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Rubaiyat of Omar Khayyam - The Astronomer Poet of Persia
No preview available - 2008
1859 The quatrain Bahram blows Bough Bowl buried Caesar Caravanserai Clay common Earth Darkness didst divides the False divine drank drink False and True Fate fill the Cup fire of Spring Fitzgerald flaming shoulders Flower that once flung fourth edition Garden Hafiz hand Hell Herbage lean LIII Lip you press little hour lovely Head LVII LXII LXIV LXIX LXVI LXVII LXXI LXXIV LXXV LXXXI Malik Shah Moon Morning Moving Finger Muezzin Naishapur Nicolas Night and Day Oh Thou Omar Khayyam Omar's once lovely Paradise Pehlevi Persian poems poet Potter predestin'd quatrain printed red The Rose Repentance fling reveal'd round Rubaiyat Stanza Sufi Sultan ta'en TAMAM SHUD taste Tavern shouted—"Open Thee Throne of Saturn To-day Vessel Vintage whence whither willy-nilly Wind XLII XLIII XLIV XLIX XLVI XVIII XXXI XXXIV XXXIX XXXV XXXVII Yesterday
Page 144 - Nay but, O man, who art thou that repliest against God? Shall the thing formed say to him that formed it, Why hast thou made me thus? Hath not the potter power over the clay, of the same lump to make one vessel unto honour, and another unto dishonour?
Page 44 - Ah, make the most of what we yet may spend, Before we too into the Dust descend: Dust into Dust, and under Dust, to lie, Sans Wine, sans Song, sans Singer, and — sans End!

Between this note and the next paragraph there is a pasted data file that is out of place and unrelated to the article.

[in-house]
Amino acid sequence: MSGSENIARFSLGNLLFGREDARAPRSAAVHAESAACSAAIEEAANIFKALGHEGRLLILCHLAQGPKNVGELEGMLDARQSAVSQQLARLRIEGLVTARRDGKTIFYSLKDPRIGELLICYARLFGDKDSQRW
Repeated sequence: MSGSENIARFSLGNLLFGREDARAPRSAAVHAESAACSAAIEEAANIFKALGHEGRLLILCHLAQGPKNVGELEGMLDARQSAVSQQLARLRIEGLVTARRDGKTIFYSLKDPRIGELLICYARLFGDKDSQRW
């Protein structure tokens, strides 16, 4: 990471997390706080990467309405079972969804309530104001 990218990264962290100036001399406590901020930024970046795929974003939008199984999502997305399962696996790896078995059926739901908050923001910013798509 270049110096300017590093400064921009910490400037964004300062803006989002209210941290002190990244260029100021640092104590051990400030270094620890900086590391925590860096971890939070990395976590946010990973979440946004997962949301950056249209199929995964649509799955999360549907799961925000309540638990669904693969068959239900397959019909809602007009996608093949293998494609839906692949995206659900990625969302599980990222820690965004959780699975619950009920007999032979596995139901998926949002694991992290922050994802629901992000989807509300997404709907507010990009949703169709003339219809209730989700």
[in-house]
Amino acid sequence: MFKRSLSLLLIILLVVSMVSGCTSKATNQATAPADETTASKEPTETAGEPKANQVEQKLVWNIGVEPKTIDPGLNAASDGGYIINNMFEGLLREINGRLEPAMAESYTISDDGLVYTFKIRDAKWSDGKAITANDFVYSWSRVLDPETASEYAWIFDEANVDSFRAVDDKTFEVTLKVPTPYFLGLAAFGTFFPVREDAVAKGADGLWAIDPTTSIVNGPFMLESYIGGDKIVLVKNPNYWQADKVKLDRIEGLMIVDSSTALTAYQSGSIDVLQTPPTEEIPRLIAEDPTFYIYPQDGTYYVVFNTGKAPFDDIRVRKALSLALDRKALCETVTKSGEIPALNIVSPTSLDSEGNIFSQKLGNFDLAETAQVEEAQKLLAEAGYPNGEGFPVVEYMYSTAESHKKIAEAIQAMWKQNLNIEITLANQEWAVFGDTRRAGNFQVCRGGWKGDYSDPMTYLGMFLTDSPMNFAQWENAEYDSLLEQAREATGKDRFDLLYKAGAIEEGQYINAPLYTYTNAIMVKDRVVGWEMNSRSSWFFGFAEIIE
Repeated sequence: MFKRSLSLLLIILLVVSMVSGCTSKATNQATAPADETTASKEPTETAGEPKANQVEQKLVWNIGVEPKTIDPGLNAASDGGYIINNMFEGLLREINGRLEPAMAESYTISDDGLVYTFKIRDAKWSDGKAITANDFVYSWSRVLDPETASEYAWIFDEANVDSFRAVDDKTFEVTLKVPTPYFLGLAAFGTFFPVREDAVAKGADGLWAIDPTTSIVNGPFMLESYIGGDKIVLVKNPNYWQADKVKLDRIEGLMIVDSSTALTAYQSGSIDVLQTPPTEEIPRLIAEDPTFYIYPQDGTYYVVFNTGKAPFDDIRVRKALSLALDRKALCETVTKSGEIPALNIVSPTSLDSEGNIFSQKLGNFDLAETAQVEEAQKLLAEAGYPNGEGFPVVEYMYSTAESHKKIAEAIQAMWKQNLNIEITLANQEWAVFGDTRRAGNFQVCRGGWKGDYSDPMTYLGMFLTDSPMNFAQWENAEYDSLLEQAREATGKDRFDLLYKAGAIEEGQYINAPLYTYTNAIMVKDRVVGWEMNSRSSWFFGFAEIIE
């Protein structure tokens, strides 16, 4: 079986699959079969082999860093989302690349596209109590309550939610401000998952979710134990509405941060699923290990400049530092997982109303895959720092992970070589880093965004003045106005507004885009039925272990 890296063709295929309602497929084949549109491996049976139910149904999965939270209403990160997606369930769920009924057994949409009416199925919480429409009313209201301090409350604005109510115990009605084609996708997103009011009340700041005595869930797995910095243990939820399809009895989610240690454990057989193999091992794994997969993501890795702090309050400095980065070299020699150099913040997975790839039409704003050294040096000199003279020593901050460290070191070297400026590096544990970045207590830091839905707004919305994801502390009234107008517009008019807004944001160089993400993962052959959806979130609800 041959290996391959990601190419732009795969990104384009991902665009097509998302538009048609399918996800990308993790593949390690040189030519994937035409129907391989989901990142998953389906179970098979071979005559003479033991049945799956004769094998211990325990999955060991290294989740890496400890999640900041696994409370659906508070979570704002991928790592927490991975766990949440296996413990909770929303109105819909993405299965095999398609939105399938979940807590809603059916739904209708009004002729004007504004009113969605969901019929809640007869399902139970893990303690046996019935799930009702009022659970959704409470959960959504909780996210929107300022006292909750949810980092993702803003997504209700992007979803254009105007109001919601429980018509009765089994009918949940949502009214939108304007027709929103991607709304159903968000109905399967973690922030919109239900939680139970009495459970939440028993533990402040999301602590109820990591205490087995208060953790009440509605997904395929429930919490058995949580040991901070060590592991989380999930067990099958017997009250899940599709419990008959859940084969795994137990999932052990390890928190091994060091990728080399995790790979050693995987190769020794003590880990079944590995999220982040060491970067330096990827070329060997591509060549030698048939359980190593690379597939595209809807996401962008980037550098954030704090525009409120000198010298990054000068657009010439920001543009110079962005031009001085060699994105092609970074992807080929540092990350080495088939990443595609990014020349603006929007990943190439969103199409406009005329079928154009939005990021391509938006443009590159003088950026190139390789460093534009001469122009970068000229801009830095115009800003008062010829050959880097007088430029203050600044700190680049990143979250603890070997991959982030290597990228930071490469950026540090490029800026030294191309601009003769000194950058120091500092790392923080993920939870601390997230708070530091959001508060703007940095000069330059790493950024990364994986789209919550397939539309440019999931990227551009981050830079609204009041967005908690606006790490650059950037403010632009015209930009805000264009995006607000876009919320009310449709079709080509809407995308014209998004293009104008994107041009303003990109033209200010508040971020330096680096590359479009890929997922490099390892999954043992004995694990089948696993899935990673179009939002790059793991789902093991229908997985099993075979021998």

Page 118 - I sometimes think that never blows so red The Rose as where some buried Caesar bled; That every Hyacinth the Garden wears Dropt in her Lap from some once lovely Head.
Page 118 - And we, that now make merry in the Room They left, and Summer dresses in new bloom, Ourselves must we beneath the Couch of Earth Descend — ourselves to make a Couch — for whom?
Page 45 - Myself when young did eagerly frequent Doctor and Saint, and heard great Argument About it and about : but evermore Came out by the same Door as in I went.
Page 46 - Up from Earth's Centre through the Seventh Gate I rose, and on the Throne of Saturn sate, And many a Knot unravel'd by the Road; But not the Master-knot of Human Fate.
Page 118 - Ah, my Beloved, fill the Cup that clears TO-DAY of past Regrets and Future Fears: To-morrow.'— Why, To-morrow I may be Myself with Yesterday's Sev'n thousand Years.
Page 183 - There was the Door to which I found no Key ; There was the Veil through which I could not see : Some little talk awhile of ME and THEE There was — and then no more of THEE and ME.